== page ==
Gov. Butch Otter's budget hit balky agencies

Brian Murphy
February 17, 2010
Idaho Statesman

In September, Gov. Butch Otter asked state agencies receiving general fund money to look for possible reductions to help with the state's budget shortfall.

Agencies and commissions that did not respond to his satisfaction got their answer when Otter proposed a fiscal 2011 budget to the Legislature last month.

"Those agencies and departments who chose to kind of thumb their nose at the governor found that they didn't find a place in his budget," said Senate President Pro Tem Bob Geddes, R-Soda Springs.

Otter's budget proposed ending general fund spending for the Department of Parks and Recreation. He also proposed a four-year phase-out of funding for Idaho Public Television and five smaller commissions and councils - Human Rights, Hispanic Affairs, Independent Living, Developmental Disabilities, and Deaf and Hard of Hearing.

"The budget was meant as a wake-up call for them to get on board," budget director Wayne Hammon said Tuesday. "And with the exception of public television, all of them responded very favorably."

Hammon commended the parks department, the Human Rights and Hispanic commissions and the Independent Living Council for quick work in responding to proposed budget cuts.

The parks department unveiled a business plan to save $4.5 million. The Human Rights Commission is working with the Department of Labor to incorporate and save money. The Hispanic Commission is looking at expanding its mission to attract additional federal dollars.

But he criticized Idaho Public Television, which has generated enormous sympathy and e-mails from the public, for its response to a Sept. 10 call for "possible reductions to help resolve a recently projected $151 million state budget shortfall."

"We had one agency tell us, 'There ain't nothing we can do. We need every single dollar,'" Hammon said.

In a letter dated Sept. 18, Peter Morrill, the general manager of Idaho Public Television, wrote in response to Otter's Sept. 10 request: "We regret that we are unable to voluntarily reduce our general fund appropriation without significantly impacting the viewers we serve."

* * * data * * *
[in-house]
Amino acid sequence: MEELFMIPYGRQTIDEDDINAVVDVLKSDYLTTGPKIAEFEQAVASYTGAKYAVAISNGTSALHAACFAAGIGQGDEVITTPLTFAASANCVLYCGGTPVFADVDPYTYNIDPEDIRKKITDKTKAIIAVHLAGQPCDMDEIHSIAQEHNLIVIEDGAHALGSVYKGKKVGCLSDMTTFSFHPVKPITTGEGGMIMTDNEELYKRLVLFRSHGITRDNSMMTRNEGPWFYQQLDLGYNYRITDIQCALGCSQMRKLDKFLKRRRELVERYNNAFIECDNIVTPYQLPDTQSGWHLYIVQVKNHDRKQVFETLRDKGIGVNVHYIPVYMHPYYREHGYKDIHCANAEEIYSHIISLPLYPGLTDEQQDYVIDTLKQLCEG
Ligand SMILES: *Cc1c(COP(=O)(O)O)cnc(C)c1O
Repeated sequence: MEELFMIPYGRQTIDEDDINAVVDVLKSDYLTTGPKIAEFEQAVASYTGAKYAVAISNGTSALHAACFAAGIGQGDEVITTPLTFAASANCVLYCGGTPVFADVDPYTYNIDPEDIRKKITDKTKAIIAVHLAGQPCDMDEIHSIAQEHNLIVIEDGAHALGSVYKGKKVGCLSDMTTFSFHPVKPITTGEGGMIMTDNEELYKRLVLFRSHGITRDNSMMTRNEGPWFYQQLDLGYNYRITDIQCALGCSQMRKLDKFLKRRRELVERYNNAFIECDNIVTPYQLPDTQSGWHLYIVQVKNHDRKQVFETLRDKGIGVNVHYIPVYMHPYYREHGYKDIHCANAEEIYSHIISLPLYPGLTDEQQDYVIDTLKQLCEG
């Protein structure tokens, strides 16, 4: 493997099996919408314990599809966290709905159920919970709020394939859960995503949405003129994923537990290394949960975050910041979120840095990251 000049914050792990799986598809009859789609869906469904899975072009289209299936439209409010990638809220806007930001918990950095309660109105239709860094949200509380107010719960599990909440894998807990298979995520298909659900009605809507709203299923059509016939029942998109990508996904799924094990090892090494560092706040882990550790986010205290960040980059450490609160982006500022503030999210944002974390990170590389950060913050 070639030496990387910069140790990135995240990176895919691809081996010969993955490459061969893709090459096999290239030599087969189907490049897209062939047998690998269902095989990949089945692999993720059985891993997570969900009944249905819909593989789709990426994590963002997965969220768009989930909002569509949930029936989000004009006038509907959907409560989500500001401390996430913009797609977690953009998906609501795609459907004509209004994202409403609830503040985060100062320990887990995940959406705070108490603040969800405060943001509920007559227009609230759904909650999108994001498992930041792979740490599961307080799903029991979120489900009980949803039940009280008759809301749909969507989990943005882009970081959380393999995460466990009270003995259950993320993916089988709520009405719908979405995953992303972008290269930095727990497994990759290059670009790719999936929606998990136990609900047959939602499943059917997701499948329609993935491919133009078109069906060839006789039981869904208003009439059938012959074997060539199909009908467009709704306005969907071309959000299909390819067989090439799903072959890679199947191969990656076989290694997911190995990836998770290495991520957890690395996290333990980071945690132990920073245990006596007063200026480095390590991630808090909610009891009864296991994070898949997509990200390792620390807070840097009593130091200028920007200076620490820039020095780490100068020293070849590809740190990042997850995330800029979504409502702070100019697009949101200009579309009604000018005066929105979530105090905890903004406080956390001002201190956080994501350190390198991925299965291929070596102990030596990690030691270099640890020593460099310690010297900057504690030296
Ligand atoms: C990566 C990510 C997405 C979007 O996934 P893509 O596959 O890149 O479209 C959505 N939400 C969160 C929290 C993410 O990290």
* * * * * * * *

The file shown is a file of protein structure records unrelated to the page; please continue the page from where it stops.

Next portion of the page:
Other agencies exceeded Hammon's expectations. Idaho's public universities, for example, outlined plans for 4-, 6- and 8-percent cuts.

Morrill said the State Board of Education, which has oversight responsibility for IPTV, signed off on his letter. Morrill said he did not think the Sept. 10 letter from the Division of Financial Management was a call for specific percentage cuts. In his response, Morrill outlined his agency's duties and expenses, pointing out that IPTV had already taken a 49 percent cut in funding from the 2009 budget to 2010.

"I never read that to say we would voluntarily lay off longstanding state employees," Morrill said. "If we erred in that interpretation, then I'm truly sorry."

He said he did not hear from the governor's office about the letter until a Dec. 23 hearing informing him of the four-year phase-out.

"The governor has never said to me the thinking behind (the phaseout), but we have to respect the difficult times the state faces," Morrill said.

IPTV turned in a 42-page business plan to the State Board of Education on Feb. 11, putting forth three scenarios to deal with cuts.

"The business plan they developed does not advance the ball," said Hammon, who added that he does not believe IPTV should be getting general fund dollars.

Otter's spokesman said the budget proposal was not intended as retribution, but fit with Otter's desire to return state government to its proper role.

"Nothing we've done is being punitive or punishing to anyone," Jon Hanian said. "There's no carrot-and-stick approach here."

Hammon said the agencies targeted were not the only ones being uncooperative, but that they had the most easily identifiable solutions to budget cuts. Hammon said Otter does not have direct control over commissions and councils, so their general fund budgets were one of the few avenues open to him to reshape state government.

"The governor is using all the tools he has available, including his authority of the executive budget, to manage a very big, nonhomogeneous administration," Hammon said. "All those things we wanted to do, they have now made it their own and solved these problems. Did it work? I believe it has in every case - except for public television."

Brian Murphy: 377-6444

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